Last weekend I took a break from frantic 18th century sewing to attend the Regency Weekend held by the Commonwealth Vintage Dancers in Salem, MA. Salem was a bustling industry hub and shipping capitol during the early 19th century, and one of the largest cities in the country. Thus, the city (which retains many of the buildings from this period) is a perfect setting for time travel to the Regency era!

strolling by the warf
This event is one of my favorite of the year, because it really does feel like stepping back in time. Over the course of the weekend, you get to know the other attendees in a really special way, so by the time the Grand Ball begins on Sunday night it feels like attending a neighborhood party with friends. Plus, as everyone has been working hard on their dancing all weekend, there's no teaching at the ball--everyone just gets up and goes! It's a truly wonderful experience, and very unique.

There are three costumed events during the weekend: two balls and one afternoon tea. I didn't have time to sew anything new, but as I'm wearing a lot of rather old dresses at this point I wanted something exciting and fresh. I decided to focus on the afternoon. I made a chemisette and finished a bonnet I'd started for last year (I ended up unable to attend the weekend due to a family emergency). I also brought some extra feathers for my hair, and wore the new jewelry I recently acquired for my francaise ensemble. Having new accessories definitely made a difference, and it was nice to feel new and exciting even in old clothes!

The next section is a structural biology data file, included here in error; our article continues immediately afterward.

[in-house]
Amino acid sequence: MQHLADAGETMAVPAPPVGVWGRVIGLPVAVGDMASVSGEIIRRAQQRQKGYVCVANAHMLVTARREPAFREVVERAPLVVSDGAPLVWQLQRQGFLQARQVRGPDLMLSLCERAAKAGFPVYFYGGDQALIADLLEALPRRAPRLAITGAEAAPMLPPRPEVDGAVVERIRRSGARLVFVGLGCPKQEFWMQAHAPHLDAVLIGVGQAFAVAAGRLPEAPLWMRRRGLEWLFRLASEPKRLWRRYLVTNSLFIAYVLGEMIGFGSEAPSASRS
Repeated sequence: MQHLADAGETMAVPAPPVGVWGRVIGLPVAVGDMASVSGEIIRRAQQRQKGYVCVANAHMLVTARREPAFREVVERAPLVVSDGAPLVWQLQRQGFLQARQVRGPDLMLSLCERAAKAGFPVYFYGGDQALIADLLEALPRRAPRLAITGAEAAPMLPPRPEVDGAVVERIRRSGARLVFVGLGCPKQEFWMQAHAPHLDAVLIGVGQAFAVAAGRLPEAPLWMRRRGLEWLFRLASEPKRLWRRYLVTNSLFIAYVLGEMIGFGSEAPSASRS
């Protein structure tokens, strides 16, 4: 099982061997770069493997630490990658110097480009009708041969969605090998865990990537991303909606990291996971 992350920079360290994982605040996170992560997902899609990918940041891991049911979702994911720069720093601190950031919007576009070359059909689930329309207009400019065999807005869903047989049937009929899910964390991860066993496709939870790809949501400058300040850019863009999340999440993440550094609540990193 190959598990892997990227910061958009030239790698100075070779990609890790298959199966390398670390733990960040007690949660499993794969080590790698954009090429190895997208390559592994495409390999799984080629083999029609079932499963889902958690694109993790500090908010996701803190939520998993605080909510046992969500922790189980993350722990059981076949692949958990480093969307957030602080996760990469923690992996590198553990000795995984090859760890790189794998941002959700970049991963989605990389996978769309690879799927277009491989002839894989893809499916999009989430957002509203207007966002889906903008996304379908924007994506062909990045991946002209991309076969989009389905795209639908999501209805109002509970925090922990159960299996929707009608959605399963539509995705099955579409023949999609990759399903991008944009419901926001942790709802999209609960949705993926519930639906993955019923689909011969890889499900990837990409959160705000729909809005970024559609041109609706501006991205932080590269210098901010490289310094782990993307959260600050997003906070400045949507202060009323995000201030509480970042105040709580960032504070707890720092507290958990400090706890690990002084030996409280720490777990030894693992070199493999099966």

This event is really magical, and I had a wonderful time. I'll let the pictures speak for themselves without too much commentary.


dancing at the Saturday evening ball

a champagne jelly at the Saturday ball

A friend and I stayed in Salem for the weekend rather than driving back and forth from Boston. Our hotel, The Merchant, is in a historic house in downtown Salem. It was perfect for us, and so much fun! We took photos in the parlor windows before tea.
this series of window photos I took are some of my favorites from the weekend

I made chicken mousse for tea! It's molded into the shape of  a duck on water

period-style playing cards, from some lighthearted gambling at tea. Commerce is our favorite Regency card game--it's sort of a cross between Poker and Go Fish.

at the warf, part of the Salem Maritime NHS




assembling for the opening minuet--dancing teachers continued to push the minuet into the early 19th century, and it sometimes was used as the opening dance of the evening. We learn a basic minuet choreography in class, and then perform it as the opening dance for the Grand Ball on Sunday evening

serious minuet faces

a country dance

eating refreshments and playing cards in the supper room, adjacent to the ballroom
refreshments in the supper room adjacent to the ballroom. In keeping with Regency menus, we served a variety of jellies, cakes, fruit, and syllabub with cookies
 Such fun!